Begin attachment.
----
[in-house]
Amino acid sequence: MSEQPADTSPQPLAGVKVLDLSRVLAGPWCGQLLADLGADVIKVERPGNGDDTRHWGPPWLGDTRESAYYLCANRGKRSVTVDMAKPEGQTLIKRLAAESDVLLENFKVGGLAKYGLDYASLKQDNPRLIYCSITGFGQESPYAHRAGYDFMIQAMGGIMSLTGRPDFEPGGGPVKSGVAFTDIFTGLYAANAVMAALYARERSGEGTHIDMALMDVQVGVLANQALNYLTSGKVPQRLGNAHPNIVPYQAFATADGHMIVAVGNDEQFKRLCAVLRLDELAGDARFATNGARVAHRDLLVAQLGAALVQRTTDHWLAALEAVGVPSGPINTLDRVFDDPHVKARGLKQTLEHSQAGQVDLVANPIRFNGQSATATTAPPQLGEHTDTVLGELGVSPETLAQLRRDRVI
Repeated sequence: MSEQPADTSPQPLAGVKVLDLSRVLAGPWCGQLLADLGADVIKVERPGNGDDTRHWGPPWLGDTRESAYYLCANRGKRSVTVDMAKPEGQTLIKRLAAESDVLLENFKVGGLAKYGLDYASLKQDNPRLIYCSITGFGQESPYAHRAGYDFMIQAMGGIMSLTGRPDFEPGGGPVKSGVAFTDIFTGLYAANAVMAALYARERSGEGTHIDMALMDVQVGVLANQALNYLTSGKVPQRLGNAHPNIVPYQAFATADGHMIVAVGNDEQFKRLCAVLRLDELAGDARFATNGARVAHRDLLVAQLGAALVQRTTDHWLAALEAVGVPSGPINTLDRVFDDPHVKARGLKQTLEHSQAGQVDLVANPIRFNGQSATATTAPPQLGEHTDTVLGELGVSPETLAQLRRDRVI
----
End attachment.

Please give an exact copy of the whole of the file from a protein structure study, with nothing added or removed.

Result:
[in-house]
Amino acid sequence: MSEQPADTSPQPLAGVKVLDLSRVLAGPWCGQLLADLGADVIKVERPGNGDDTRHWGPPWLGDTRESAYYLCANRGKRSVTVDMAKPEGQTLIKRLAAESDVLLENFKVGGLAKYGLDYASLKQDNPRLIYCSITGFGQESPYAHRAGYDFMIQAMGGIMSLTGRPDFEPGGGPVKSGVAFTDIFTGLYAANAVMAALYARERSGEGTHIDMALMDVQVGVLANQALNYLTSGKVPQRLGNAHPNIVPYQAFATADGHMIVAVGNDEQFKRLCAVLRLDELAGDARFATNGARVAHRDLLVAQLGAALVQRTTDHWLAALEAVGVPSGPINTLDRVFDDPHVKARGLKQTLEHSQAGQVDLVANPIRFNGQSATATTAPPQLGEHTDTVLGELGVSPETLAQLRRDRVI
Repeated sequence: MSEQPADTSPQPLAGVKVLDLSRVLAGPWCGQLLADLGADVIKVERPGNGDDTRHWGPPWLGDTRESAYYLCANRGKRSVTVDMAKPEGQTLIKRLAAESDVLLENFKVGGLAKYGLDYASLKQDNPRLIYCSITGFGQESPYAHRAGYDFMIQAMGGIMSLTGRPDFEPGGGPVKSGVAFTDIFTGLYAANAVMAALYARERSGEGTHIDMALMDVQVGVLANQALNYLTSGKVPQRLGNAHPNIVPYQAFATADGHMIVAVGNDEQFKRLCAVLRLDELAGDARFATNGARVAHRDLLVAQLGAALVQRTTDHWLAALEAVGVPSGPINTLDRVFDDPHVKARGLKQTLEHSQAGQVDLVANPIRFNGQSATATTAPPQLGEHTDTVLGELGVSPETLAQLRRDRVI